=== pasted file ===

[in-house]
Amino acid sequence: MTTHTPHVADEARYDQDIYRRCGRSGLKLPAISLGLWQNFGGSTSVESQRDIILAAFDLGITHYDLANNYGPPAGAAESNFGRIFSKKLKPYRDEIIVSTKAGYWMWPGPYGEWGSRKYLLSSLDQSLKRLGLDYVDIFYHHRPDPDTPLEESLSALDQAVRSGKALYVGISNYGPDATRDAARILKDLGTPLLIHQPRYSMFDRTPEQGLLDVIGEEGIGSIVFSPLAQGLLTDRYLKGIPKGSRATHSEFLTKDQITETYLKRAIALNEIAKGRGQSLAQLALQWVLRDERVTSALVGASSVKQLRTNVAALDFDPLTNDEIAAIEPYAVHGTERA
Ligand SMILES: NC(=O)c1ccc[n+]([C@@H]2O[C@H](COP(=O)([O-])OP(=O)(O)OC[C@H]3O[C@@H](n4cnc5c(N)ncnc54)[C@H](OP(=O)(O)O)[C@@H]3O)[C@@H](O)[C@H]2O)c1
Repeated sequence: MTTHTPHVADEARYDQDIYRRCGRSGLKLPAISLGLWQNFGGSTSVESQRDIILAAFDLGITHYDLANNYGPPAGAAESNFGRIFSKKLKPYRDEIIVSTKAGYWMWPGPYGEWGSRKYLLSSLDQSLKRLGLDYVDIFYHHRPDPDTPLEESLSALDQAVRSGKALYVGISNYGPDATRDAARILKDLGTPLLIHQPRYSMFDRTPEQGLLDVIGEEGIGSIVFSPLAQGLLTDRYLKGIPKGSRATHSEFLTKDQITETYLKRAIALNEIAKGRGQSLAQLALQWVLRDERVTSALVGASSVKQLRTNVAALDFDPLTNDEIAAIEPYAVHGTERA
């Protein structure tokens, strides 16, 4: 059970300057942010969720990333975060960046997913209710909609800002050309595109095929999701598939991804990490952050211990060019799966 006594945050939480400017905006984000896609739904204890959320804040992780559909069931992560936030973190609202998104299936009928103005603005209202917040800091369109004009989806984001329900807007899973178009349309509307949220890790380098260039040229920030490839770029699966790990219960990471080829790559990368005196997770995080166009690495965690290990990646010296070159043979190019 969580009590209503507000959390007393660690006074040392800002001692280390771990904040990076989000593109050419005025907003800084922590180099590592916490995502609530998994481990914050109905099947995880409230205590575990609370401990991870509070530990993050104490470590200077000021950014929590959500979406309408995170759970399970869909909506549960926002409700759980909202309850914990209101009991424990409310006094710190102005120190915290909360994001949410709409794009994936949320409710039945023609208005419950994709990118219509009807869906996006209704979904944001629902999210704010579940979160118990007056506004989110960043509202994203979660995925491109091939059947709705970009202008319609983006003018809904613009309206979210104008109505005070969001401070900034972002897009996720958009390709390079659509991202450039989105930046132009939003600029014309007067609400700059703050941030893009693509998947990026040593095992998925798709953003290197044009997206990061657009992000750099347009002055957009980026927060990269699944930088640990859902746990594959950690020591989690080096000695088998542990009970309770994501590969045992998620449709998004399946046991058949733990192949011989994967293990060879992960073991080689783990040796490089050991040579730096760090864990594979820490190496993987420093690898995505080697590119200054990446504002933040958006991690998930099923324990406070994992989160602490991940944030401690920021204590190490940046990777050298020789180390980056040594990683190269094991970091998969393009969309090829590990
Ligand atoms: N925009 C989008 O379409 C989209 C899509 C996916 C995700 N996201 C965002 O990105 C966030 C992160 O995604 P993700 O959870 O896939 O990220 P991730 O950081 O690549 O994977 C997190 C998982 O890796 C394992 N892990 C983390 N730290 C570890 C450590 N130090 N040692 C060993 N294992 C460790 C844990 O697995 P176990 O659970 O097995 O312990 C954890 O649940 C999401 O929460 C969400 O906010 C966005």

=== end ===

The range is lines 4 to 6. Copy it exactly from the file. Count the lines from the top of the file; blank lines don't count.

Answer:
Repeated sequence: MTTHTPHVADEARYDQDIYRRCGRSGLKLPAISLGLWQNFGGSTSVESQRDIILAAFDLGITHYDLANNYGPPAGAAESNFGRIFSKKLKPYRDEIIVSTKAGYWMWPGPYGEWGSRKYLLSSLDQSLKRLGLDYVDIFYHHRPDPDTPLEESLSALDQAVRSGKALYVGISNYGPDATRDAARILKDLGTPLLIHQPRYSMFDRTPEQGLLDVIGEEGIGSIVFSPLAQGLLTDRYLKGIPKGSRATHSEFLTKDQITETYLKRAIALNEIAKGRGQSLAQLALQWVLRDERVTSALVGASSVKQLRTNVAALDFDPLTNDEIAAIEPYAVHGTERA
């Protein structure tokens, strides 16, 4: 059970300057942010969720990333975060960046997913209710909609800002050309595109095929999701598939991804990490952050211990060019799966 006594945050939480400017905006984000896609739904204890959320804040992780559909069931992560936030973190609202998104299936009928103005603005209202917040800091369109004009989806984001329900807007899973178009349309509307949220890790380098260039040229920030490839770029699966790990219960990471080829790559990368005196997770995080166009690495965690290990990646010296070159043979190019 969580009590209503507000959390007393660690006074040392800002001692280390771990904040990076989000593109050419005025907003800084922590180099590592916490995502609530998994481990914050109905099947995880409230205590575990609370401990991870509070530990993050104490470590200077000021950014929590959500979406309408995170759970399970869909909506549960926002409700759980909202309850914990209101009991424990409310006094710190102005120190915290909360994001949410709409794009994936949320409710039945023609208005419950994709990118219509009807869906996006209704979904944001629902999210704010579940979160118990007056506004989110960043509202994203979660995925491109091939059947709705970009202008319609983006003018809904613009309206979210104008109505005070969001401070900034972002897009996720958009390709390079659509991202450039989105930046132009939003600029014309007067609400700059703050941030893009693509998947990026040593095992998925798709953003290197044009997206990061657009992000750099347009002055957009980026927060990269699944930088640990859902746990594959950690020591989690080096000695088998542990009970309770994501590969045992998620449709998004399946046991058949733990192949011989994967293990060879992960073991080689783990040796490089050991040579730096760090864990594979820490190496993987420093690898995505080697590119200054990446504002933040958006991690998930099923324990406070994992989160602490991940944030401690920021204590190490940046990777050298020789180390980056040594990683190269094991970091998969393009969309090829590990
Ligand atoms: N925009 C989008 O379409 C989209 C899509 C996916 C995700 N996201 C965002 O990105 C966030 C992160 O995604 P993700 O959870 O896939 O990220 P991730 O950081 O690549 O994977 C997190 C998982 O890796 C394992 N892990 C983390 N730290 C570890 C450590 N130090 N040692 C060993 N294992 C460790 C844990 O697995 P176990 O659970 O097995 O312990 C954890 O649940 C999401 O929460 C969400 O906010 C966005």